Rested, reinvigorated and reinvented – Superman is back again for a new cinematic generation, but has the baby been thrown out with the bathwater?

The short answer is…well…yes it has – but I’d still recommend it as a movie worth your time. Certainly it’s worth renting on a rainy afternoon.

Man of Steel’s first third is by far the strongest and focuses on Kryptonian life. Director, Zack Snyder strong visual flare comes to the fore here. Snyder has a long and strong track record of making comic book inspired movies, such as 300 and Watchmen, and most importantly – making them look gorgeous!

His skills work overtime here; redefining the Superman legend. Krypton is a dying planet and society is in a fast decline. Everyone is genetically engineered to perform a specific task from which they cannot deviate – or even want to. Children are grown rather than born and nurtured.

Superman’s father – Jor El, was designed to be a unique thinker and out of the box scientist – and as such rebelliously father’s the first natural born child in hundreds of years.

Played with a perfect blend of gravitas and charisma by Russell Crowe, his story forms what I felt to be the most engaging part of the movie – and was glad to see his presence felt throughout the whole flick.

Equally interesting is Michael Shannon’s villainous General Zod, who paints his character with passionate earnest, desperately cherishing his beloved Krypton above all else.

30 minutes whizz by as this galactic space opera unfolds, and then, all of a sudden we’re in Kansas – which sort of feels like The Wizard of Oz inverted. There’s still strong hopes at this part that we’re in for a definitive Superman flick – as young Clark Kent struggles with his super powers – unable to stop himself from looking through the skin of his school mates and teachers – or block out the relentless noise of his super hearing.

Clark grows up and decides he must stay apart from civilization, lest his superness accidentally causes injury or death to those around him, and he walks the earth doing good in secret and generally being super.

And we’re 90 minutes in and I don’t think he’s even in his tights yet!!!!

And let me take the opportunity to give a note to all film makers, making a super hero movie – WE’RE HERE TO SEE THE SUPER HERO!!!!!!!!! (Yes, I’m looking at you, the last Spiderman movie).

In comes plucky gal reporter Louis Lane to liven things up, and Amy Adams is pretty good with the role – doggedly following the story of the mysterious super powered good samaritan.

When they finally meet, she gets the best line in the movie – seeing Superman’s ‘S’ symbol on his ample heaving chest, she ask’s what it stands for.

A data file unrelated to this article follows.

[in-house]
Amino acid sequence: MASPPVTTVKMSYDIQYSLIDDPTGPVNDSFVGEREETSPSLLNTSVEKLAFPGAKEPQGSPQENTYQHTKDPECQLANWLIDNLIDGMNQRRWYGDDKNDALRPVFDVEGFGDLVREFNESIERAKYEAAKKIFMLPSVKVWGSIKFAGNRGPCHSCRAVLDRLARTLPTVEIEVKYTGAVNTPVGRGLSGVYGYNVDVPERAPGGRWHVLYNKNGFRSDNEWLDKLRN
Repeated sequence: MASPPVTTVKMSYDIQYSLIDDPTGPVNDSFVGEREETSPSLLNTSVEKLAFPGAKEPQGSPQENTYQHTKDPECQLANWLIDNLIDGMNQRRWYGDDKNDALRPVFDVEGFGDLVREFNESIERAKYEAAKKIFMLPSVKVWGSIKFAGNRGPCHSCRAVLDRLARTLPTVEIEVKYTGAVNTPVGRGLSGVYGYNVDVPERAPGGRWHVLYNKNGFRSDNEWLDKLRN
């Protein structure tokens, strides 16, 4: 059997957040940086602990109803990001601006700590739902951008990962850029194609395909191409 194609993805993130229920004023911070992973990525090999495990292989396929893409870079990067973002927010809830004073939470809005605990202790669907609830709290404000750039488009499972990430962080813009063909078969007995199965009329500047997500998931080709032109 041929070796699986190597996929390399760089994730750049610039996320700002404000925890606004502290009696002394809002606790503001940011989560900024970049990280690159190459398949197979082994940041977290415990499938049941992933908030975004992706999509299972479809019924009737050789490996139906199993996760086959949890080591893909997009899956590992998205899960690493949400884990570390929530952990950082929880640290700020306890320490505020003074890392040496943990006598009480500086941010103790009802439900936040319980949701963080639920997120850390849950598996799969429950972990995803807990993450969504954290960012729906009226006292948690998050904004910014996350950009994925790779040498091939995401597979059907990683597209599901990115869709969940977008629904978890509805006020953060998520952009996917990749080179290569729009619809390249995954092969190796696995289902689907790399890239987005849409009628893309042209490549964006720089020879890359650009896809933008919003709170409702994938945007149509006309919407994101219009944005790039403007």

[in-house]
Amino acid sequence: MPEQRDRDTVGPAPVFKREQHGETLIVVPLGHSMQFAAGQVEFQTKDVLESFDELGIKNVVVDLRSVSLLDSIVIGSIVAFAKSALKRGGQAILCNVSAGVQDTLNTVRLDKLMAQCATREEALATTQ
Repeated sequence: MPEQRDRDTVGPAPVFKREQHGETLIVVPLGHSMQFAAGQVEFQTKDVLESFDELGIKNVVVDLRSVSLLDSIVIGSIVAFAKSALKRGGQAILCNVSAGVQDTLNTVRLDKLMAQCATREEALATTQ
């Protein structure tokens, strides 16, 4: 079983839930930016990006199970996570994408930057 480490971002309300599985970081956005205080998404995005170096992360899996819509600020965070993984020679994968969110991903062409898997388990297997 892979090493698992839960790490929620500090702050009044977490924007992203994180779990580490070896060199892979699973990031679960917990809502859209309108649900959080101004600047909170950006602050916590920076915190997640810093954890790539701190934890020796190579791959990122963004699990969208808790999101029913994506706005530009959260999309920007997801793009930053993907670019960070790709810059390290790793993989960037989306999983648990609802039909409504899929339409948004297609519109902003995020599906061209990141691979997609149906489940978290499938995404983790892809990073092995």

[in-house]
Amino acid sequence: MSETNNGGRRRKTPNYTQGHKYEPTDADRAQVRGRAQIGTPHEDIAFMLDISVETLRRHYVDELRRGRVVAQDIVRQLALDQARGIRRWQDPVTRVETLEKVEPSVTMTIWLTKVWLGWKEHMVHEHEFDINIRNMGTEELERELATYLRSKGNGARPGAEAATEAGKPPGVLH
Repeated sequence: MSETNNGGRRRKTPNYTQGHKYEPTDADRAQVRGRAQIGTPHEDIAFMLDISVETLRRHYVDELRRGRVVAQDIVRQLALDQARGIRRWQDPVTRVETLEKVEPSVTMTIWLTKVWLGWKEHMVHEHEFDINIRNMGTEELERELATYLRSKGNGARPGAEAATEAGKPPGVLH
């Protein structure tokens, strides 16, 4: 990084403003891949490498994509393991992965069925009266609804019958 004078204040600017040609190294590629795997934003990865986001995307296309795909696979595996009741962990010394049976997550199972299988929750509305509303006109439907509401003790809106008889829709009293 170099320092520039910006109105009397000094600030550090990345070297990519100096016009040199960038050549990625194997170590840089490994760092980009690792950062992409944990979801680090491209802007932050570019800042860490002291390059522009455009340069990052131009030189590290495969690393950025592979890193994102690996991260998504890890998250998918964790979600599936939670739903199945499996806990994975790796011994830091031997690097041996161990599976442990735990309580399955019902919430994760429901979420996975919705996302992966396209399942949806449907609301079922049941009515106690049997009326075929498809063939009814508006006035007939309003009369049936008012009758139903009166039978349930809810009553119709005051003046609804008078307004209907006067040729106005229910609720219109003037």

“On my world, it means ‘hope,'” says Supes with dewey eyed sincerity.

“Yeah, well here it means and ‘S'” retorts Lois.

And there in is my biggest disappointment with this new take on Superman – it’s just devoid of any of the charm of it’s predecessors. There’s no twinkle in the eye, winking at the camera on display here.

Just LOTS of earnestness.

Now, I’m not looking for a yuk-a-minute laugh track, but a little self deprecating would have gone a LONG way. There’s a great moment in the first Christopher Reeve Superman movie, where he needs to change into his costume, and he takes a second to consider changing in a phone booth – tThat’s the sort of thing I’m talking about.

A bit of charm.

Just writing the above paragraph made me all nostalgic for the Man of Steel’s late 70s counterpart. Like when Supes saves Louis Lane from the helicopter and she’s falling to her doom only to be caught and met with Reeves impossibly deep blue eyes.

“Don’t worry, miss, I have you.”

“You have me, WHO HAS YOU???!!!”

Henry Cavill does a fine job as the relentlessly earnest Superman, being relentlessly earnest in his super earnest way.

Also of note is Lawrence Fishburne (the bloke from the Matrix) who does well as Daily Planet editor Perry White (GREAT CEASAR’S GHOST – Black Perry White!!!).

After what seems a few hours, Superman is in his costume and bad guy General Zod has shown up – and cue a  relentlessly earnest super fight. Incredibly, even the fight sequence drags on forever and just becomes dull after a while.

Oh look, a super being throwing another super being through a building…again…and again…and again… and AGAIN…well, you get the picture. And they through at us some very 9/11esque imagery which just felt misjudged and somewhat out of place

Finally then…AT LAST…it’s all over – and in it’s wake there’s a reasonably entertaining two thirds of a movie (and half of that is really rather good indeed). But much of what’s important to me about the Superman mythology has been discarded.

Hopefully for the sequel – which it transpires will be a Ben Affleck Batman verses Superman showdown, they’ll lighten a tone a little and not take themselves SOOOO seriously.

But is it Kosher?

Pretty much so. Supes does have his shirt off quite a bit, and that rippling chest might be enough to make any young lady go weak at the knees. There’s a scene at the beginning where Superman is born – but nothing graphic shown – and of course the villainous General Zod is very villainous indeed, and by extension rather violent.

Starring: Henry Cavill, Michael Shannon and Amy Adams
Directed by: Zack Snyder
Rated: PG-13
Run Time: 143 minutes
Release Date: 4 June 2013 (USA) 20 June 2013 (Israel)
Kosher Kritic Rating: 2 1/2 Matzo Balls (out of 5)

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